We had the good fortune of connecting with Christine Almadjian and we’ve shared our conversation below.

Hi Christine, do you disagree with some advice that is more or less universally accepted?
I have heard the term “ignorance is bliss” countless times in my life. And, although many take it into consideration to help balance responsibilities and a state of being overwhelmed, I cannot seem to agree with it. Yes, projecting a nonchalant type of attitude may help create balance between oneself and external pressures, but it can also create a disconnect. I value the connection to the world that I have, and the access to actualities that I would not have if I ignored them! Being in-tune with the happenings of the world destroys apathy, and creates empathy, values I like more than ignorance in my field of aspirations.

Can you open up a bit about your work and career? We’re big fans and we’d love for our community to learn more about your work.
As a Law, History, and Culture major and Resistance to Genocide Minor, I work closely with research surrounding the adjudication processes of genocide, primarily, the Armenian Genocide. I ask broad questions, like what the process of perpretration was, how this impacted future generations, and how the community has grown contemporarily through practices like arts, dance, music, cuisine, and professionalism. I also study the methods of systematic denial by successor state, and which methods of adjudication would best fit the future of acceptance progresses. As a pre-Law track also, I take into consideration the legal aspect as well, such as standards of evidence, and archival information within records, eyewitness acounts, and other primary sources.
Although much of the focus of my community has been uplifting contemporary voices, all of which I admire, I am an individual that also wants to incorporate recognition of the past into our healing process. There is no progress without admittance of denial in an international court, and that is work that I want to carry as my focus! Although my work and aspirations hold a heavy emotional toll, it is work that I value and want to leave as my legacy to my community. I have learned that the work that must be done has been attempted for years, and although it may be difficult, I want to bring a different perspectiver to the field of international law and modernity.

If you had a friend visiting you, what are some of the local spots you’d want to take them around to?
Although I am ethnically Armenian, I am a Los Angeles native, and have had the honor to access so many wonderful places within this city. Attending USC has also given me the ability to explore so much more of Downtown Los Angeles, a place I was in predominantly. Some places I would definitely recommend are Dulce Coffee in the USC Village, which has the best tasting blueberry matcha and roti buns. I would then move over to Chinatown, to visit the center of city square and take in the beauty that is the architecture, shops, and ambiance. I would recommend grabbing a vegan burger and shake at Burgerlords, an egg tart at the family-run shop next door, and a box of fortune cookies at the little shop of goodies near the fountain.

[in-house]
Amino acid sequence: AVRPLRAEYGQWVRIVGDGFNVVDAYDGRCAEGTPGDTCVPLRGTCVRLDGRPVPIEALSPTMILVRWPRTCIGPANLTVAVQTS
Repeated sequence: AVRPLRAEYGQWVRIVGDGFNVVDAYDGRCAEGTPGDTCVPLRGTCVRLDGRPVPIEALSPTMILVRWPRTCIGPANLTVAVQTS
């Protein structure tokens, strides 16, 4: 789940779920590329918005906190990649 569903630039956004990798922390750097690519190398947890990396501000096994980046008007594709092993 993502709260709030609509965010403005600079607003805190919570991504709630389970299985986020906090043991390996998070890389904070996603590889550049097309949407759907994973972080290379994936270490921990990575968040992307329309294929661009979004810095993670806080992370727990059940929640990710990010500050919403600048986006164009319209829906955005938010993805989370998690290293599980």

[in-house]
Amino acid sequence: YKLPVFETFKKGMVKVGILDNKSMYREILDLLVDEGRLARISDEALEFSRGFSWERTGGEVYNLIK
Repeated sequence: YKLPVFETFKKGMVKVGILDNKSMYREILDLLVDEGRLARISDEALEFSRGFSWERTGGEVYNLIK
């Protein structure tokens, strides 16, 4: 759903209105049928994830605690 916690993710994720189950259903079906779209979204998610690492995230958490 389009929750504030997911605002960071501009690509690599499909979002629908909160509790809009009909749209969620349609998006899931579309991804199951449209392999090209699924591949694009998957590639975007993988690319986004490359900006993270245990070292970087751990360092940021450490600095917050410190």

Finally, I would drive over to Little Armenia and the greater Los Feliz area, another place close to home. Since I attended school in this area, I had the privilege of exploring shops that are Armenian, Thai, and Bangladeshi! Some of my favorites include Taron Bakery, for an Armenian delicacy called the “boreg” (cheese and warm bread), Sahak’s Basturma (with delicious cured meats and pickles), and finally, Falafel Arax (a great place for Lebanese-Armenian pita wrapped falafel sandwiches and shawarmas. I would also recommend grabbing a coffee at Go Get Em Tiger, and ending the day by watching the sunset at Barnsdall Art Park.

The Shoutout series is all about recognizing that our success and where we are in life is at least somewhat thanks to the efforts, support, mentorship, love and encouragement of others. So is there someone that you want to dedicate your shoutout to?
I have had the privilege of learning from so many wonderful people in my life, and they have all had particular influences on my personal and educational development. One of the most important was one was of my college professors, Mr. Levon Marashlian. He really solidified my passions regarding the Armenian question, and constantly pondered the past, present, and future in these considerations of study, aspects I explore now. Similarly, my other incredible professor, Maite Peterson, really let me explore perspectives surrounding feminism. As a high school freshman in a college class, she gave me the space to participate, incorporate my own ideas and perspectives, and blossom into a strong, self-aware woman. I will forever be in awe of her resilience and power.
Finally, being a student worker at USC Dornsife’s Armenian Institute has given me access to incredible minds, such as those of director Salpi Ghazarian, Shushan Karapetian, Silva Sevlian, Lilit Keshishyan, and Gegham Mughnetsyan. All of them are powerful, passionate, and educated minds who are experts in their respective fields, and this has given me broader access to the contemporary Armenian identity through sources of support, creativity, and even humor!

Instagram: @christinealmadj

Twitter: @christinealmadj

Facebook: Christine Almadjian

Image Credits
Photo 2: @sermports on Instagram, Serin Matous. Photo 3: @thearmenianreport on Instagram

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